Verse of the Day - Ephesians 4:17 This I say, therefore, and testify in the Lord, that you should no longer walk as the rest of the Gentiles walk, in the futility of their mind...
Devotional Thoughts "This I say, therefore," - what is the therefore there for? In the context of Eph. 4:1-16 we are to walk worthy of our calling in Christ Jesus and walk in unity. Therefore, as a result of walking as we are expected and empowered to walk, we will not be walking like the rest of the Gentiles, but will walk in a distinct manner! We will walk in truth.
These next few verses this week tell us how not to walk, how not to live, think, act, and speak. We find here insight into how those who hate God live and think. Let us start then with identifying who it is we are not to walk like.
The verse says that we are to "no longer walk as the rest of the Gentiles". The Greek word here is ethnos, which is translated quite obviously as "ethnic." It is used to compare ethnicity.
Usually when the word is used it compares the Jewish people to the Gentile peoples. At times the word is translated "nations", referring to those kingdoms and nations that are not part of the nation of Israel. But there is also a usage, determined by context, that reveals the use of this word to differentiate between the saved and the lost. Those who are in Christ are heirs to the promises made to Abraham and as such are the true Israel of God. (see Galatians 3 and especially Romans 9:6-7). In Abraham, all the nations of the world have been blessed as God's people are called and redeemed from out of every tongue, tribe, and nation of the earth.
In other words, salvation does not belong to one "race" of people. "For I am not ashamed of the gospel of Christ, for it is the power of God to salvation for everyone who believes, for the Jew first and also for the Greek." (Rom 1:16). The Scriptures in fact are full of evidence that God from before the beginning had determined to save people from many ethnic backgrounds and cultures. The gospel was meant for both Jew and Gentile.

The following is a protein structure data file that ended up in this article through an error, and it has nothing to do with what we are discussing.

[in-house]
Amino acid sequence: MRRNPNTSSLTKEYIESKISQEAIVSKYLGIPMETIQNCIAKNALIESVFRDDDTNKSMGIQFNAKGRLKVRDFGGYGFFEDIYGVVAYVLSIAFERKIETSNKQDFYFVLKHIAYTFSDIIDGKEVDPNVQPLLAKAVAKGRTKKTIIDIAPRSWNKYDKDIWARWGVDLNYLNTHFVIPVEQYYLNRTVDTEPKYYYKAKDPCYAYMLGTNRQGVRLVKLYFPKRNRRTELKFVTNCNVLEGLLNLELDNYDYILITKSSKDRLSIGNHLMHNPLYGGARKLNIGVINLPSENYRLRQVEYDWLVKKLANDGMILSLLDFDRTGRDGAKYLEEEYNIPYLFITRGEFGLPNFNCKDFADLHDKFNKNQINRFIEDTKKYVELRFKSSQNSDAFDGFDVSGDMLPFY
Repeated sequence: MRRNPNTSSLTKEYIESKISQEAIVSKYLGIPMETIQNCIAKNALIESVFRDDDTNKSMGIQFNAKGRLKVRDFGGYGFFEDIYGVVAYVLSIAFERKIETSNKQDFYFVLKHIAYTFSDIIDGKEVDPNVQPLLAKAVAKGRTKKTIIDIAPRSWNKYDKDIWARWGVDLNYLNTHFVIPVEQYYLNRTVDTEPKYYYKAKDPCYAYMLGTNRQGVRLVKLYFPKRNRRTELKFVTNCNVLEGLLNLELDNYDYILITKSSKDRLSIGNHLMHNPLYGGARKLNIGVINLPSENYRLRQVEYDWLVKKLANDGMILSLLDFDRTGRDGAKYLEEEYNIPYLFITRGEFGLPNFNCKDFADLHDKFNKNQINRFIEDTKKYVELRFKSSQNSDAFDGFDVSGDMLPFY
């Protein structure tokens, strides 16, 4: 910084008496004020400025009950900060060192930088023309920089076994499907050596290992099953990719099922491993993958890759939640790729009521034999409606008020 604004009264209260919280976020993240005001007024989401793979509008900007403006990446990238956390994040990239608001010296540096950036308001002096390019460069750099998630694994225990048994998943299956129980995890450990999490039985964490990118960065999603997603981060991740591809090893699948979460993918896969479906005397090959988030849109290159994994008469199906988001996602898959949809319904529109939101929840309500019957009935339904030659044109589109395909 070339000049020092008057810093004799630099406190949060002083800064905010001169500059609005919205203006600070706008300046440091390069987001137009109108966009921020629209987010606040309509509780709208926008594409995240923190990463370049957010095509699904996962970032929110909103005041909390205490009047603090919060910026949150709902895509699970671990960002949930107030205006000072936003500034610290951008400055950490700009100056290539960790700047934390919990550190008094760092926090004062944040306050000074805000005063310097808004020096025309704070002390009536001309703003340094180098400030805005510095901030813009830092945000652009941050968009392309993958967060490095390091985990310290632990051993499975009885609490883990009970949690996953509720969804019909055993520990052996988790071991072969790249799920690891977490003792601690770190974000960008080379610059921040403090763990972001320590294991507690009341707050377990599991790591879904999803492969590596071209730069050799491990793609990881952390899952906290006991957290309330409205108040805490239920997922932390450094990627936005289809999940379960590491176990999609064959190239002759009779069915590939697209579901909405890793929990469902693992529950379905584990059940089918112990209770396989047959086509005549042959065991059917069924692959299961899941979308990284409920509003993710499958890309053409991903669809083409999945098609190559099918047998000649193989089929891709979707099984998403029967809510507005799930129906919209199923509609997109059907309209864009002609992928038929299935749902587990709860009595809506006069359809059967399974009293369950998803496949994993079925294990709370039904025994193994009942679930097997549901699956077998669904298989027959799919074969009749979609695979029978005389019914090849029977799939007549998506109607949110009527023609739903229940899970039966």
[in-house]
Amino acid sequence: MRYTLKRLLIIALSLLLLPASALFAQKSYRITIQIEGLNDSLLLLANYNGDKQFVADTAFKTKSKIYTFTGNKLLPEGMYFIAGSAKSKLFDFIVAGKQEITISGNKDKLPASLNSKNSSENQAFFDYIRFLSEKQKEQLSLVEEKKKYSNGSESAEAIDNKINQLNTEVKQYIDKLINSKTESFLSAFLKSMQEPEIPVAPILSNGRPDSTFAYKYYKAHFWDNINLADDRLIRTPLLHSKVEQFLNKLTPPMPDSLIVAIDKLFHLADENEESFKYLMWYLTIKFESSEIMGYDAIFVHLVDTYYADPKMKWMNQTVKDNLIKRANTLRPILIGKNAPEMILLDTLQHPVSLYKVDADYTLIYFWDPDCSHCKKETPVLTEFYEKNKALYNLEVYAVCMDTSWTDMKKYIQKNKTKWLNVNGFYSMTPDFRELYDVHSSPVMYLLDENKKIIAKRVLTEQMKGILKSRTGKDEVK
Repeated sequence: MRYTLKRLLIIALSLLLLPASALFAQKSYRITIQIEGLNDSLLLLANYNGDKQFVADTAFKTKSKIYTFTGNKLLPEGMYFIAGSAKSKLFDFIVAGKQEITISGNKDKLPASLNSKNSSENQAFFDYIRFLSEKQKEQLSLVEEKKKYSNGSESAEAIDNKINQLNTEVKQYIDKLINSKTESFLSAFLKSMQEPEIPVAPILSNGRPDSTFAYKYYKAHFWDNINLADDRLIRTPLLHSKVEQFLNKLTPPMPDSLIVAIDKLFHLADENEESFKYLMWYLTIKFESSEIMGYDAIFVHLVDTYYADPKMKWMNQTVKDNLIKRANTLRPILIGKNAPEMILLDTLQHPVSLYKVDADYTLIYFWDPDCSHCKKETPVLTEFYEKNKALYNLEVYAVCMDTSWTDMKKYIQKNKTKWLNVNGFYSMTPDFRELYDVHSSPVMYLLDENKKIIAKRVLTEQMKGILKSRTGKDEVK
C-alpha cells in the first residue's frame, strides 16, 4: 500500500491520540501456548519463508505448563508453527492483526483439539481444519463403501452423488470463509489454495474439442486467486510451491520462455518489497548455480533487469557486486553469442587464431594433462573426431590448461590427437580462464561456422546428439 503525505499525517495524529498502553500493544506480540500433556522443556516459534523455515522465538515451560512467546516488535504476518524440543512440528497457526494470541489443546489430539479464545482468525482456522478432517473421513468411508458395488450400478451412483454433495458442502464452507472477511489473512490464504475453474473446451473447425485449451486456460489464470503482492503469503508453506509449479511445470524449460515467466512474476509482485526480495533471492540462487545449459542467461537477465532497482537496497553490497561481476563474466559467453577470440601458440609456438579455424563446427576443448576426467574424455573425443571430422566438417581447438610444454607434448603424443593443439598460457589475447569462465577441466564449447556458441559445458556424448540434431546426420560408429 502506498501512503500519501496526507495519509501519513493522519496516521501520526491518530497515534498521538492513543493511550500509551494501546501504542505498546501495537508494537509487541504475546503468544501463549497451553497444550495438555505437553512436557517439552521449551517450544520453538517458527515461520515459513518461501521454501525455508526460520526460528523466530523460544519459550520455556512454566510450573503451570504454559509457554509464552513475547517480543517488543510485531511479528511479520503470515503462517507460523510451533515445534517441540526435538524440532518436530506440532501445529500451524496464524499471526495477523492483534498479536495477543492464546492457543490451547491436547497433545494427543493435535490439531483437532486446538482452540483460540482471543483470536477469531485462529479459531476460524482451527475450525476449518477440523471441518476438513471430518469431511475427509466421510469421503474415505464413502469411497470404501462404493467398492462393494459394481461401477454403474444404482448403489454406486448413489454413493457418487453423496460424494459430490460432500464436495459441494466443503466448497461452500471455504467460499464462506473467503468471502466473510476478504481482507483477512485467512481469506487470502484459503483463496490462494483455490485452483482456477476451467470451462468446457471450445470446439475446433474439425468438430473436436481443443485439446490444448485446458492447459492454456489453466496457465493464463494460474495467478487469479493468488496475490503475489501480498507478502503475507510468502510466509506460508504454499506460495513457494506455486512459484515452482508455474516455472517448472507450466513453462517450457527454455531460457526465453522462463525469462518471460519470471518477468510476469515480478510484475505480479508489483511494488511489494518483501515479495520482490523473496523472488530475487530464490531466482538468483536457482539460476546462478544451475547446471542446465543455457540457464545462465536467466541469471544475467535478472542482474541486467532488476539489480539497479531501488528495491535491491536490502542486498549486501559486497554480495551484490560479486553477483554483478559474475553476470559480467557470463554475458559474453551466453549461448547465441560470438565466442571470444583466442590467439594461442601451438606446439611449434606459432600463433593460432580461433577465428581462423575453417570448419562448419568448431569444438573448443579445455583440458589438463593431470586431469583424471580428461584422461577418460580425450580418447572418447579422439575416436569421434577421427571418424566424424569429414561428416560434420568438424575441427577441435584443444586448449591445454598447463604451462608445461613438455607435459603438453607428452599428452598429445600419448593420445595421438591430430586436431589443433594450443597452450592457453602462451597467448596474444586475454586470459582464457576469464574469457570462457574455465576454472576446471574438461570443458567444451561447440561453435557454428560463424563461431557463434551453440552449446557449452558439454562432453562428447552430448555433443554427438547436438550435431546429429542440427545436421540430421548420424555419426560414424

And here it makes it clear that there is an "ethnic" difference between the saved and the lost, the righteous and the unregenerate! Our citizenship is no longer in a Jewish state or a Gentile nation, but in heaven. Our nationality has changed in Christ. And as such, there should be no distinction to us between Jew and Gentile. In Christ we are one Body, one people, one church.
Many church planters are taught first to work up a demographic profile for those that they wish to reach with the gospel message in planting a new church. Well I have news for them - there are only 2 demographics that matter. The saved and the lost. And the saved are to preach the gospel to the lost. What demographic is the church supposed to focus on and reach out to? Those who need the gospel. Sinners. And "all have sinned."
It is high time that we in the Church of Jesus Christ learned that Jesus has indeed "broken down the middle wall of separation" that existed between Jew and Gentile. Listen to what Paul wrote earlier in Ephesians 2 about this very thing:
11 Therefore remember that you, once Gentiles in the flesh-who are called Uncircumcision by what is called the Circumcision made in the flesh by hands- 12 that at that time you were without Christ, being aliens from the commonwealth of Israel and strangers from the covenants of promise, having no hope and without God in the world. 13 But now in Christ Jesus you who once were far off have been brought near by the blood of Christ.
We, who were "once Gentiles in the flesh", not Jewish, but Gentile by birth, we were without Christ, aliens to the Kingdom of God, strangers to God's working in the Covenants of Scripture, being without hope and without God. We were the world, in the sense that we were not His people.
"But now" it says, now in Christ we were we afar off have been brought near by the blood of Christ. There is the distinction. Those who have been forgiven through the blood of Christ and those who have not. This is the only classification of ethnicity that we are to ever be concerned with now.